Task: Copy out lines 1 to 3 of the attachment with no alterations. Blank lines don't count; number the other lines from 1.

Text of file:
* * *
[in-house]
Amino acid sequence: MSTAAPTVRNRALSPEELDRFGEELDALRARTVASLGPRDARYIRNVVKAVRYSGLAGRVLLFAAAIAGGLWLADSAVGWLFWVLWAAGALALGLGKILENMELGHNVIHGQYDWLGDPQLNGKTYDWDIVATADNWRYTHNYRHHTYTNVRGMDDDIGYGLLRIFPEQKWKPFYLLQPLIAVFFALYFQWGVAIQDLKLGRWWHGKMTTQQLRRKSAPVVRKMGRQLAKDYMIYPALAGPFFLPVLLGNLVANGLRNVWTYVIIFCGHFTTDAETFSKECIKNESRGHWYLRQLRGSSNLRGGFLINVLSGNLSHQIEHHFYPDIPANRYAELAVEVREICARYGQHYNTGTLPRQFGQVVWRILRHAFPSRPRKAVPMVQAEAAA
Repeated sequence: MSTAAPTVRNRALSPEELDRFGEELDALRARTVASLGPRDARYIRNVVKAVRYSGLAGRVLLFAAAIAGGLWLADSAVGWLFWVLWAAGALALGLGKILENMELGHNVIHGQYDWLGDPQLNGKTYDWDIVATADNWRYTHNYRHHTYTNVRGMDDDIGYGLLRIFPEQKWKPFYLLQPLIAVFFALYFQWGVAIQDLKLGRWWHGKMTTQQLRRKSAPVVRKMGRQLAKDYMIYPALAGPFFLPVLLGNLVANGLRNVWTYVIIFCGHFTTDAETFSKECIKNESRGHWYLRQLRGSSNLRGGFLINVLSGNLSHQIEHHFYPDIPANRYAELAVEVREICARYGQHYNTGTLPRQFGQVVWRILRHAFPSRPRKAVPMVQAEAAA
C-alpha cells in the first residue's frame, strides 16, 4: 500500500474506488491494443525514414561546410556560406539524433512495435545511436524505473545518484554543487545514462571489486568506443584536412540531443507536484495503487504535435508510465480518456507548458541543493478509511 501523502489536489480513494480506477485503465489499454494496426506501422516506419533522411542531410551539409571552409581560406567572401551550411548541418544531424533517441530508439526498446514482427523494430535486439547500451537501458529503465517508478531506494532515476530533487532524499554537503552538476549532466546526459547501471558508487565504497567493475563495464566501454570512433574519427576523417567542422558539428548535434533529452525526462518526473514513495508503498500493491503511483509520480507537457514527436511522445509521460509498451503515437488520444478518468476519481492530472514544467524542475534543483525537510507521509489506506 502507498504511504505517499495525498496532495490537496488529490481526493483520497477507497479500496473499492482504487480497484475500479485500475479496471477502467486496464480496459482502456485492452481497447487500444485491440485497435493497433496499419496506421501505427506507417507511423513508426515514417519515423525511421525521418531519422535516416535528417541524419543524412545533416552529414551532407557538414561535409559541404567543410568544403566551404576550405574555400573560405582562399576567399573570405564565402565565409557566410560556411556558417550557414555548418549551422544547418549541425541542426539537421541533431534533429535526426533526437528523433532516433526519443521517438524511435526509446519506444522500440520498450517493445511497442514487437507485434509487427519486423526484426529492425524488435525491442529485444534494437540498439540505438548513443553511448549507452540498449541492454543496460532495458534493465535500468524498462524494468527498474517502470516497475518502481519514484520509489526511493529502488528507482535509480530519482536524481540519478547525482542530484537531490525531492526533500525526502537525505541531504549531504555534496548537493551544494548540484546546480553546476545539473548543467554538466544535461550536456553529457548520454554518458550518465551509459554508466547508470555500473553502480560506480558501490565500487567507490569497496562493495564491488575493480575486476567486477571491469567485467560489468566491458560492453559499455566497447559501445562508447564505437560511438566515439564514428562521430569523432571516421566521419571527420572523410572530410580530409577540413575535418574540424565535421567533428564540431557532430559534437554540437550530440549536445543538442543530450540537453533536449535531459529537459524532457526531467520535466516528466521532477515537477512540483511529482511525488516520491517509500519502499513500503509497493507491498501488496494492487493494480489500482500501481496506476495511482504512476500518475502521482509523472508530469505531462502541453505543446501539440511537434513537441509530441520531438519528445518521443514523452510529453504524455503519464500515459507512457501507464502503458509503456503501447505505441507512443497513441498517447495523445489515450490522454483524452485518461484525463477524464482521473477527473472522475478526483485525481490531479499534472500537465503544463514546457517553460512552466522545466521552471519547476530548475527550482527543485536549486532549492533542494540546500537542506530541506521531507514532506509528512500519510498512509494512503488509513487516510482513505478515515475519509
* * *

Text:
[in-house]
Amino acid sequence: MSTAAPTVRNRALSPEELDRFGEELDALRARTVASLGPRDARYIRNVVKAVRYSGLAGRVLLFAAAIAGGLWLADSAVGWLFWVLWAAGALALGLGKILENMELGHNVIHGQYDWLGDPQLNGKTYDWDIVATADNWRYTHNYRHHTYTNVRGMDDDIGYGLLRIFPEQKWKPFYLLQPLIAVFFALYFQWGVAIQDLKLGRWWHGKMTTQQLRRKSAPVVRKMGRQLAKDYMIYPALAGPFFLPVLLGNLVANGLRNVWTYVIIFCGHFTTDAETFSKECIKNESRGHWYLRQLRGSSNLRGGFLINVLSGNLSHQIEHHFYPDIPANRYAELAVEVREICARYGQHYNTGTLPRQFGQVVWRILRHAFPSRPRKAVPMVQAEAAA
Repeated sequence: MSTAAPTVRNRALSPEELDRFGEELDALRARTVASLGPRDARYIRNVVKAVRYSGLAGRVLLFAAAIAGGLWLADSAVGWLFWVLWAAGALALGLGKILENMELGHNVIHGQYDWLGDPQLNGKTYDWDIVATADNWRYTHNYRHHTYTNVRGMDDDIGYGLLRIFPEQKWKPFYLLQPLIAVFFALYFQWGVAIQDLKLGRWWHGKMTTQQLRRKSAPVVRKMGRQLAKDYMIYPALAGPFFLPVLLGNLVANGLRNVWTYVIIFCGHFTTDAETFSKECIKNESRGHWYLRQLRGSSNLRGGFLINVLSGNLSHQIEHHFYPDIPANRYAELAVEVREICARYGQHYNTGTLPRQFGQVVWRILRHAFPSRPRKAVPMVQAEAAA